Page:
Paris Ford’s ejection leaves Pitt without key playmaker in secondary
When strong safety Paris Ford was forced to sit out the first half of the Syracuse game last month, Pitt won anyway, 27-20. In an odd twist, the Orange managed only two field goals without Ford on the field, but scored both of its touchdowns after he returned in the second half.
Pitt coach Pat Narduzzi must push his luck again Saturday at Heinz Field.
Ford, who was ejected for the second time this season after another helmet-to-helmet hit in the Virginia Tech game, is ineligible for the first half of the Boston College game.
When Narduzzi was asked if he discussed the penalty issues with his repeat offender, the coach was very clear with an answer.
“What issues? I don’t think Paris has got any issues,” he said. “I’ll take 25 Paris Fords. He ain’t got any issues.”
After the game, Narduzzi labeled the hit that got Ford ejected “a great tackle.”
But it can’t be argued that the NCAA’s zero tolerance policy on helmet hits has significantly impacted Pitt this season. Free safety Damar Hamlin and outside linebacker Phil Campbell III also were tossed for such hits but did not sit out the first half of the next game because their infractions occurred before halftime.
Narduzzi’s reluctance to discuss the issue publicly is not a surprise, but the bigger shock would be if he has not addressed it with his team. The subject probably came up a time or two this week.
Pitt can’t afford to keep losing key members of the nation’s ninth-ranked defense, especially when penalties of all sorts have been a particular problem for the Panthers. Pitt has committed 94; only Syracuse, Tulsa, Florida State and Cincinnati have been flagged more often.
Ford’s absence might hurt a little more than it did at Syracuse, with Boston College running back A.J. Dillon, No. 3 in the nation with 1,507 yards, coming to town.
No matter how the Syracuse game turned out, Pitt doesn’t want to play any opponent without Ford. He might be the best defensive back in the ACC, with statistics that surpass those of the three national finalists for the Jim Thorpe Award — LSU’s Grant Delpit, Georgia’s J.R. Reed and Ohio State’s Jeff Okudah.
— LaMont Wade 🦍 (@Goony_38) November 26, 2019
Ford, a redshirt sophomore, leads the Panthers in tackles by a wide margin (82 to 62 for runner-up Damar Hamlin) and is No. 1 among all ACC underclassmen.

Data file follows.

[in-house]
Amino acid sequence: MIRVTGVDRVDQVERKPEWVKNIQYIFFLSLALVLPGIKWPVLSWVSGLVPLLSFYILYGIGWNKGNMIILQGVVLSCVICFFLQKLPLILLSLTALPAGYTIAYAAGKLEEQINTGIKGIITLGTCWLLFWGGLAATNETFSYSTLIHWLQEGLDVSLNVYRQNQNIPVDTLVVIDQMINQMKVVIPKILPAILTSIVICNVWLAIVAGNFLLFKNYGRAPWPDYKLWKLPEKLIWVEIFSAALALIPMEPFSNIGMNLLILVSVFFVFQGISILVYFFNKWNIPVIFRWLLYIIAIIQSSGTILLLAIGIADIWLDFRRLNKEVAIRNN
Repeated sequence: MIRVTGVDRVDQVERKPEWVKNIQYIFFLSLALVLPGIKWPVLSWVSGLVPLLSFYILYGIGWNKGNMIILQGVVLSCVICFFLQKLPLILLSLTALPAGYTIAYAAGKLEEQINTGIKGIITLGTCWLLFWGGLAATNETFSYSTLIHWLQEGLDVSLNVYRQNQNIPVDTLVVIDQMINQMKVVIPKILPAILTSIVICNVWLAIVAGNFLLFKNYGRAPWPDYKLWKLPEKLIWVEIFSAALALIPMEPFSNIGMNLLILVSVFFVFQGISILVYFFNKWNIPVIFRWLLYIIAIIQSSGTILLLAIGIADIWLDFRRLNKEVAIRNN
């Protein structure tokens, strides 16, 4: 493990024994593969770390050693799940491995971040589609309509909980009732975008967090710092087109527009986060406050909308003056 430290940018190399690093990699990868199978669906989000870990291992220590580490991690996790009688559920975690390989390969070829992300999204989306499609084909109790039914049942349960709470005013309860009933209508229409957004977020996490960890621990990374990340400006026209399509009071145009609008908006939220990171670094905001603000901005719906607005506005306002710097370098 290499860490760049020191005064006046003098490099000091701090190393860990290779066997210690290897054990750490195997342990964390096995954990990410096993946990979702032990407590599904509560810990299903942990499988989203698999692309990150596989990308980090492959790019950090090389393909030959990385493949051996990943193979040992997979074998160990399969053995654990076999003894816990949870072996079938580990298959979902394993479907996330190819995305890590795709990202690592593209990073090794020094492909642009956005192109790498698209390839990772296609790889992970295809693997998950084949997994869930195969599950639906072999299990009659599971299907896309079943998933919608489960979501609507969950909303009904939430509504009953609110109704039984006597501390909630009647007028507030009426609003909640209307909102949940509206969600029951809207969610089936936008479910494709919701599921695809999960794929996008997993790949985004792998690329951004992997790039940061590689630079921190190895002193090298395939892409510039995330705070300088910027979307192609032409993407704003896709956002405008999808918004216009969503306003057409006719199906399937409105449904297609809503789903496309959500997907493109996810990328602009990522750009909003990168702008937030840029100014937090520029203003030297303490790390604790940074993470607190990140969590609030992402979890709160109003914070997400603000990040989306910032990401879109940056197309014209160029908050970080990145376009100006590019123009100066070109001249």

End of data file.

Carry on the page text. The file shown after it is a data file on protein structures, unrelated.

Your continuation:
He’s also forced three fumbles (seventh in the nation), defended 14 passes (10th) and intercepted three of them (one for a touchdown).
Meanwhile, Delpit, Reed and Okudah have recorded only 28, 25 and 20 tackles, with significantly fewer passes defended (six, six and seven).
Deserving of National Attention ⭐
Pitt sophomore Paris Ford has impacted games as much as any defensive back in the nation this season.
— Pitt Football (@Pitt_FB) November 26, 2019
Pitt’s defense is populated with several important players, including cornerback Dane Jackson, who has 11 pass breakups, and linemen Jaylen Twyman and Patrick Jones II, who have combined for a total of 18 sacks.
But Ford brings energy and constant conversation that keep teammates alert and aggressive. What’s amazing is that Ford has improved so much in his only season as a starter.
Ford and Campbell were named the most improved defensive players in spring drills this year when Narduzzi said of Ford, “He’s always been fast, he’s always been physical, and he’s always been a playmaker.” He carried that into the season.
By rule, the 6-foot, 190-pound Steel Valley graduate can enter the 2020 NFL Draft because he’s been out of high school three years. That’s an issue for another day, however.
For now, Pitt must figure a way to win with its play-making safety only playing the second half.
Jerry DiPaola is a Tribune-Review staff writer. You can contact Jerry by email at [email protected] or via Twitter .